Older patients present unique challenges for doctors
Geriatric patients can face a host of ailments, but specialists offer support to those patients and their families.
Loosely defined as those over age 65, geriatric patients can face a host of ailments, but specialists offer support to those patients and their families.
Dr. John Carment, a member of the geriatrics department at OU Physicians, says geriatricians treat all common diseases affecting older adults, but the focus tends to be on non-drug treatment whenever possible.
Managing multiple chronic conditions
Unlike younger patients, he says geriatric patients might have competing and concurrent medical problems. “A chronic condition, like diabetes mellitus, can be treated according to standard professional guidelines (in a young, healthy person),” Carment says. “The same treatment may not be feasible — and could be potentially harmful — when applied to a frail 88-year-old with eight active medical problems.”
Carment says geriatric patients tend to have complex needs, such as cognitive impairment, declining function or multiple conditions, which makes it difficult for them to live independently and care for themselves.
A geriatrician is trained to identify so-called “geriatric syndromes,” which include frailty, recurrent falls, dizziness, unintentional weight loss, sensory impairment, cognitive impairment and urinary incontinence, among other issues.
“Knowledge of medications, drug-to-drug interactions and side effects that limit use of many medicines in older persons are also areas of expertise,” Carment adds.
OU Physicians neurologist Dr. Syed Hussain treats patients suffering from Parkinson’s disease, tremors and other neurodegenerative disorders.
He says there are some challenges with treating older patients, and it is most successful through a multidisciplinary approach with the help of a caregiver as well as family support, nurses, a therapist, social worker and the neurologist.
The essential role of the caregiver
Both doctors tend to work more with the families and caregivers of older patients compared to those of younger patients. Caregivers provide invaluable support to the patient, Carment says.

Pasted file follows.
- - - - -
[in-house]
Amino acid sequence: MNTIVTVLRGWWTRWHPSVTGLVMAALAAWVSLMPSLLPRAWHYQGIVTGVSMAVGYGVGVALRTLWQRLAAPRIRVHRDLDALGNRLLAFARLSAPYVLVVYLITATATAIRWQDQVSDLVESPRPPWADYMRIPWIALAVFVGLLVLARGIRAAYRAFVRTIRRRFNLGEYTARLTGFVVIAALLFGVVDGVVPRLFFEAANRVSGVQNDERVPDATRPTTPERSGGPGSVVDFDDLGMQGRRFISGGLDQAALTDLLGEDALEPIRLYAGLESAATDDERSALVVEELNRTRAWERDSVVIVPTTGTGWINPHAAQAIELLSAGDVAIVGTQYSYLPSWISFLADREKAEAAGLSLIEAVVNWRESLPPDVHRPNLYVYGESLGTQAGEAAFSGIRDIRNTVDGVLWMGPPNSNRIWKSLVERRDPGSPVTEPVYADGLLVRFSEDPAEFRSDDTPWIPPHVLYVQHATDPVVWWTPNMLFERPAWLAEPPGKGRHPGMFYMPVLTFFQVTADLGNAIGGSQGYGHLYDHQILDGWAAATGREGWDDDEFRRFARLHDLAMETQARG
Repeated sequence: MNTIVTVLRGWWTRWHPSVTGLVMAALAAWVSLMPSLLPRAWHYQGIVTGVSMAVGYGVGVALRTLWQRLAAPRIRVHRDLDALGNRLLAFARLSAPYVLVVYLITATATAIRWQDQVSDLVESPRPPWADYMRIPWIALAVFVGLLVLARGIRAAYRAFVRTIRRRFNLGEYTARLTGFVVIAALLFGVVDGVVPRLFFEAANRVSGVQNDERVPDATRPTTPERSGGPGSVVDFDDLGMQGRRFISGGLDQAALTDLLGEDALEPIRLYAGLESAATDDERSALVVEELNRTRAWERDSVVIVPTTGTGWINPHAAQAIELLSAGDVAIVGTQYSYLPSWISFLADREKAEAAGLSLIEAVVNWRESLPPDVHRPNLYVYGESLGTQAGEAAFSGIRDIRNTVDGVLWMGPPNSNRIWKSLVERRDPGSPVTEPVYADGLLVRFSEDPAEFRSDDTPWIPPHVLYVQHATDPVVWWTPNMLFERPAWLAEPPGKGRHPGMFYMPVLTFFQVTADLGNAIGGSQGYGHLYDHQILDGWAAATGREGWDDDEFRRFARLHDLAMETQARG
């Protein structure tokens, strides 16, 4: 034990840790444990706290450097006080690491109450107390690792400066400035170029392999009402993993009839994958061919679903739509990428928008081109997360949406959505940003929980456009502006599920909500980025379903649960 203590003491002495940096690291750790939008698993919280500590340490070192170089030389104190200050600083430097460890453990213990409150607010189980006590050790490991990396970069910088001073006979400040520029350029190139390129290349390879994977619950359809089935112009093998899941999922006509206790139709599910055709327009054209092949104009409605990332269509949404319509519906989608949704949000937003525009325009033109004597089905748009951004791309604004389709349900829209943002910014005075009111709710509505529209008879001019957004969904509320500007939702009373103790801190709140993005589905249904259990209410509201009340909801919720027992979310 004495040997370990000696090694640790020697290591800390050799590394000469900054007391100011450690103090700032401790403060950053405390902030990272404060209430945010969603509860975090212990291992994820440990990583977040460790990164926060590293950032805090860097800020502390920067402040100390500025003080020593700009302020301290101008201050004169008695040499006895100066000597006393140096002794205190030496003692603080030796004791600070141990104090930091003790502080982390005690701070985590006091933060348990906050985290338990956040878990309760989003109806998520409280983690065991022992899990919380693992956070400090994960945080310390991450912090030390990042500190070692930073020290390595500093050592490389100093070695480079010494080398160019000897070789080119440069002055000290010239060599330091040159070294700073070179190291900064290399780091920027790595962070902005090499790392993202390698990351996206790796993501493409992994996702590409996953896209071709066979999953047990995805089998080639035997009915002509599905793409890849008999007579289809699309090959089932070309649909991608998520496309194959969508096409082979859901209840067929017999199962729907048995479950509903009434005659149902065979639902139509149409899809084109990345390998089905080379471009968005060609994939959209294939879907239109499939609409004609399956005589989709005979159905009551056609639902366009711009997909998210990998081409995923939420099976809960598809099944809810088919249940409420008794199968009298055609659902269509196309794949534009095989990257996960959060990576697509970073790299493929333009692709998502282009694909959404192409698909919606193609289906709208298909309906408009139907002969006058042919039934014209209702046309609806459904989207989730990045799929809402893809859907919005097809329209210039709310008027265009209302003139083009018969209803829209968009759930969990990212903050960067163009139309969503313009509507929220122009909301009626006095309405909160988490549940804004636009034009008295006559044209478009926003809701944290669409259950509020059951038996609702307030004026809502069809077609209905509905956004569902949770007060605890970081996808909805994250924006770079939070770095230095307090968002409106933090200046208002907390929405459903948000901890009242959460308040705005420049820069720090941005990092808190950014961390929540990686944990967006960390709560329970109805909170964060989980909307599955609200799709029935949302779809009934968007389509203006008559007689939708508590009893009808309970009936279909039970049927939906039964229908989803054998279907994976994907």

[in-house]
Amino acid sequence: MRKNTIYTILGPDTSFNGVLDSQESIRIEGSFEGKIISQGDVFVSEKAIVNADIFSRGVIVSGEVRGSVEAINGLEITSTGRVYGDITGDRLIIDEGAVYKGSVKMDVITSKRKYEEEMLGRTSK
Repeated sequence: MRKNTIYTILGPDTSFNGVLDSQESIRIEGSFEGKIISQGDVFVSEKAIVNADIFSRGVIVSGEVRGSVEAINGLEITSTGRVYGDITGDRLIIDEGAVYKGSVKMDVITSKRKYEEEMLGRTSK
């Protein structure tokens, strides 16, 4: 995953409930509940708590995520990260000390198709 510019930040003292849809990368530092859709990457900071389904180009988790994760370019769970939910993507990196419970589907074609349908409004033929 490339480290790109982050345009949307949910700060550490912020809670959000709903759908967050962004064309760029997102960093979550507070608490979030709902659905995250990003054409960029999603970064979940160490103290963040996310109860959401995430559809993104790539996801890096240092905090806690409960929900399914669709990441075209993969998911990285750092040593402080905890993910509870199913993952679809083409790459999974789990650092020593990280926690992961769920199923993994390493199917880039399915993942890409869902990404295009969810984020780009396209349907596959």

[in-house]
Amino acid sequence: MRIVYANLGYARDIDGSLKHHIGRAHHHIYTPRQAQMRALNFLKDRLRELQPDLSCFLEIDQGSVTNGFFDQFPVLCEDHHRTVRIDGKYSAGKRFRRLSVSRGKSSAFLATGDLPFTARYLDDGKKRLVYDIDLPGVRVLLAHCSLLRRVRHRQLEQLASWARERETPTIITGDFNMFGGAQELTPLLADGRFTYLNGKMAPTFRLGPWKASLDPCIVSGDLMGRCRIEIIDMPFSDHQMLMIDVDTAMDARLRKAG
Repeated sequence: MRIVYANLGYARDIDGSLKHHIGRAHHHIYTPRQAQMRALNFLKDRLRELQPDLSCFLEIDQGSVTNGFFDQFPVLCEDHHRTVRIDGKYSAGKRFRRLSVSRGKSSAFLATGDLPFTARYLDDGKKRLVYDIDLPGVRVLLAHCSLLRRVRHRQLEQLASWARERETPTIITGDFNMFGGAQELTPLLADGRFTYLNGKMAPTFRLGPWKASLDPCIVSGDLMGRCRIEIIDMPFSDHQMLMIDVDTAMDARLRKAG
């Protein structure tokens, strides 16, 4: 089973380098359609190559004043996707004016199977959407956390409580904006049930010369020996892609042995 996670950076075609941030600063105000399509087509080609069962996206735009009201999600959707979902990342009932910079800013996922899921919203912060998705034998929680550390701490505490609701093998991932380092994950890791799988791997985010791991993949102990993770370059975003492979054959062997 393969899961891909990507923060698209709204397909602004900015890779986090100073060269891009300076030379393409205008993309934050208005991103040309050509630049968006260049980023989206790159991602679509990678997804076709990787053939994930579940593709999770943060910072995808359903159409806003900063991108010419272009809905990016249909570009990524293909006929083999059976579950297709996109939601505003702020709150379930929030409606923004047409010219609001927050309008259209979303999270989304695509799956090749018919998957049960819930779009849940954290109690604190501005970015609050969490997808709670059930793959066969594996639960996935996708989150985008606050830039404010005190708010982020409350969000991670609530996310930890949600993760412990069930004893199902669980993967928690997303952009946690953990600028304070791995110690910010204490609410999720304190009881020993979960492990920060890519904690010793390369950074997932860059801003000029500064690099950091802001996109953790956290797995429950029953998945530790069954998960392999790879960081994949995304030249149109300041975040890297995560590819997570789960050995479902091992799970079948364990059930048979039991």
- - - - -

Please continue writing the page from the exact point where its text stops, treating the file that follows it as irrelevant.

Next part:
“This may be as simple as providing transportation to the grocery store or as involved as managing daily medications and assisting with self-care like bathing and dressing,” he says. “Caregivers are often the best advocate for older vulnerable adults and often serve as their ‘navigator’ through the complicated health care system.”
Caregivers also provide crucial emotional support for older adults, he says. “Most caregivers are friends or family to the patient and are not compensated for the time committed to caregiving,” he adds.
Hussain says caregivers play a critical role in the treatment of any geriatric patient — whether it is giving medications at the right time or identifying problems that might require medical attention.
Pelvic floor disorders: an awkward but necessary conversation
Problems emptying the bladder or urinary or fecal incontinence are other issues facing older patients. Such issues are known as pelvic floor disorders, says Dr. Jameca Price, a physician in the obstetrics and gynecology department of OU Physicians.
For people who are nervous about having a conversation about pelvic floor disorders, which can affect men and women, Price offers some tips. She says starting a conversation in which the person noticing the change mentions the frequency of bathroom visits is an option. Opening a conversation around activity level and whether or not there has been leaking is another way to broach the subject, she says
Finally, asking whether there is leakage when laughing, coughing or lifting heavy objects is another way to go about the topic.
“If your loved one thinks she may have a (pelvic floor disorder), offer to schedule an appointment for her with a primary care doctor, gynecologist or a urogynecologist for an evaluation,” Price adds.
Price says she provides a variety of treatment options for patients depending the severity of the condition, their general health and their wishes. “Often I recommend a combination of therapies,” she adds.
It can be difficult to talk about such problems, even to health care providers, Price notes.
“However, providers — and especially urogynecologists — are used to talking about these problems. And, to get proper treatment for pelvic floor disorders, you need to talk about them,” she says.